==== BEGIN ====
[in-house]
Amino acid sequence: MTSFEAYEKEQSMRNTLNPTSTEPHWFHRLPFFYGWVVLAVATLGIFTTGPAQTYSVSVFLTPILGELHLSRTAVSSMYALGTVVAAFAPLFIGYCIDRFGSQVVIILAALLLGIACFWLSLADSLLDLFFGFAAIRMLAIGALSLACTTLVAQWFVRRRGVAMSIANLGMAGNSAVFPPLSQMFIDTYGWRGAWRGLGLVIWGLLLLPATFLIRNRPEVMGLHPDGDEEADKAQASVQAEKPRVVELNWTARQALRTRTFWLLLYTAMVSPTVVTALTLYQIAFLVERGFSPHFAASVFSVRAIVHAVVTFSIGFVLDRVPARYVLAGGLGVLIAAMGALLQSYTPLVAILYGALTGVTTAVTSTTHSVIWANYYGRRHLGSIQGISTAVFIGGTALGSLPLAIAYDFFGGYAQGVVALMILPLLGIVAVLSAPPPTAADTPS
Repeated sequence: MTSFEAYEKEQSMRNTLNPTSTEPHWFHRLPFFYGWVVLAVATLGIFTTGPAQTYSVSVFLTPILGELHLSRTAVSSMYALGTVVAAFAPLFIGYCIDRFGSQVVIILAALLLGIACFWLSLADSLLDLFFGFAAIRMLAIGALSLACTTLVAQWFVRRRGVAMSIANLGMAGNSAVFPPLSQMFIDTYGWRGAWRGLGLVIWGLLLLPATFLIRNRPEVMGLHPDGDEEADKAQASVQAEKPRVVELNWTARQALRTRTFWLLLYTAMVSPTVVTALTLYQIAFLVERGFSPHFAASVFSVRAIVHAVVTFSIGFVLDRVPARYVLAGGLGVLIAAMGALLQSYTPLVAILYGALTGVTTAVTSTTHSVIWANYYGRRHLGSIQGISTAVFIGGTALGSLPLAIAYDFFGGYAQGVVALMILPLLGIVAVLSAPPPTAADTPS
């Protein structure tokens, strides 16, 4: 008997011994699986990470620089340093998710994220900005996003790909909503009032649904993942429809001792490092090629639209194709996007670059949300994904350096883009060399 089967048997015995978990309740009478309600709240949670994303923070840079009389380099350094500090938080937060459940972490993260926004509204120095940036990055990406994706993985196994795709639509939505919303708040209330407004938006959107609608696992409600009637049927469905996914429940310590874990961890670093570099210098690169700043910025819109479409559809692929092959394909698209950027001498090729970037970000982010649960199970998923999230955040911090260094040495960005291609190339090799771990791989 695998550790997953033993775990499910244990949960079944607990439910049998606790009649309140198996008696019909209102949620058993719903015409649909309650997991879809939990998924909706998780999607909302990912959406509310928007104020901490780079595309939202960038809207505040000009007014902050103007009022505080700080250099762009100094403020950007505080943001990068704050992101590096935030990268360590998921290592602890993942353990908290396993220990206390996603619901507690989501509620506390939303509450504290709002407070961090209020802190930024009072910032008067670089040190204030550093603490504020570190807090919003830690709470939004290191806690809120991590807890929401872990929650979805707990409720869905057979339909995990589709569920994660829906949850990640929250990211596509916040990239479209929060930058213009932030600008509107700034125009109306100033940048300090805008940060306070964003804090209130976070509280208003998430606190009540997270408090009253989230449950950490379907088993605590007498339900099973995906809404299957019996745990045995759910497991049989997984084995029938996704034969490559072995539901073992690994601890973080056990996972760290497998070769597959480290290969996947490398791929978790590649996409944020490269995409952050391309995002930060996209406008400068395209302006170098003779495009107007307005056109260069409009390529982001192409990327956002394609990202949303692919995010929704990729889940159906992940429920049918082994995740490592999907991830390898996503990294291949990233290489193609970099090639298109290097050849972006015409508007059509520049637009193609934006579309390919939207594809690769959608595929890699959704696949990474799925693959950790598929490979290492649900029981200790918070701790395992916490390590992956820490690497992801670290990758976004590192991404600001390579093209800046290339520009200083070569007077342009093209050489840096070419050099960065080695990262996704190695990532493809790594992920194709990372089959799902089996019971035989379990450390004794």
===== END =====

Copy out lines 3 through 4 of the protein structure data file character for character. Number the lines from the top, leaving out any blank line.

Repeated sequence: MTSFEAYEKEQSMRNTLNPTSTEPHWFHRLPFFYGWVVLAVATLGIFTTGPAQTYSVSVFLTPILGELHLSRTAVSSMYALGTVVAAFAPLFIGYCIDRFGSQVVIILAALLLGIACFWLSLADSLLDLFFGFAAIRMLAIGALSLACTTLVAQWFVRRRGVAMSIANLGMAGNSAVFPPLSQMFIDTYGWRGAWRGLGLVIWGLLLLPATFLIRNRPEVMGLHPDGDEEADKAQASVQAEKPRVVELNWTARQALRTRTFWLLLYTAMVSPTVVTALTLYQIAFLVERGFSPHFAASVFSVRAIVHAVVTFSIGFVLDRVPARYVLAGGLGVLIAAMGALLQSYTPLVAILYGALTGVTTAVTSTTHSVIWANYYGRRHLGSIQGISTAVFIGGTALGSLPLAIAYDFFGGYAQGVVALMILPLLGIVAVLSAPPPTAADTPS
């Protein structure tokens, strides 16, 4: 008997011994699986990470620089340093998710994220900005996003790909909503009032649904993942429809001792490092090629639209194709996007670059949300994904350096883009060399 089967048997015995978990309740009478309600709240949670994303923070840079009389380099350094500090938080937060459940972490993260926004509204120095940036990055990406994706993985196994795709639509939505919303708040209330407004938006959107609608696992409600009637049927469905996914429940310590874990961890670093570099210098690169700043910025819109479409559809692929092959394909698209950027001498090729970037970000982010649960199970998923999230955040911090260094040495960005291609190339090799771990791989 695998550790997953033993775990499910244990949960079944607990439910049998606790009649309140198996008696019909209102949620058993719903015409649909309650997991879809939990998924909706998780999607909302990912959406509310928007104020901490780079595309939202960038809207505040000009007014902050103007009022505080700080250099762009100094403020950007505080943001990068704050992101590096935030990268360590998921290592602890993942353990908290396993220990206390996603619901507690989501509620506390939303509450504290709002407070961090209020802190930024009072910032008067670089040190204030550093603490504020570190807090919003830690709470939004290191806690809120991590807890929401872990929650979805707990409720869905057979339909995990589709569920994660829906949850990640929250990211596509916040990239479209929060930058213009932030600008509107700034125009109306100033940048300090805008940060306070964003804090209130976070509280208003998430606190009540997270408090009253989230449950950490379907088993605590007498339900099973995906809404299957019996745990045995759910497991049989997984084995029938996704034969490559072995539901073992690994601890973080056990996972760290497998070769597959480290290969996947490398791929978790590649996409944020490269995409952050391309995002930060996209406008400068395209302006170098003779495009107007307005056109260069409009390529982001192409990327956002394609990202949303692919995010929704990729889940159906992940429920049918082994995740490592999907991830390898996503990294291949990233290489193609970099090639298109290097050849972006015409508007059509520049637009193609934006579309390919939207594809690769959608595929890699959704696949990474799925693959950790598929490979290492649900029981200790918070701790395992916490390590992956820490690497992801670290990758976004590192991404600001390579093209800046290339520009200083070569007077342009093209050489840096070419050099960065080695990262996704190695990532493809790594992920194709990372089959799902089996019971035989379990450390004794």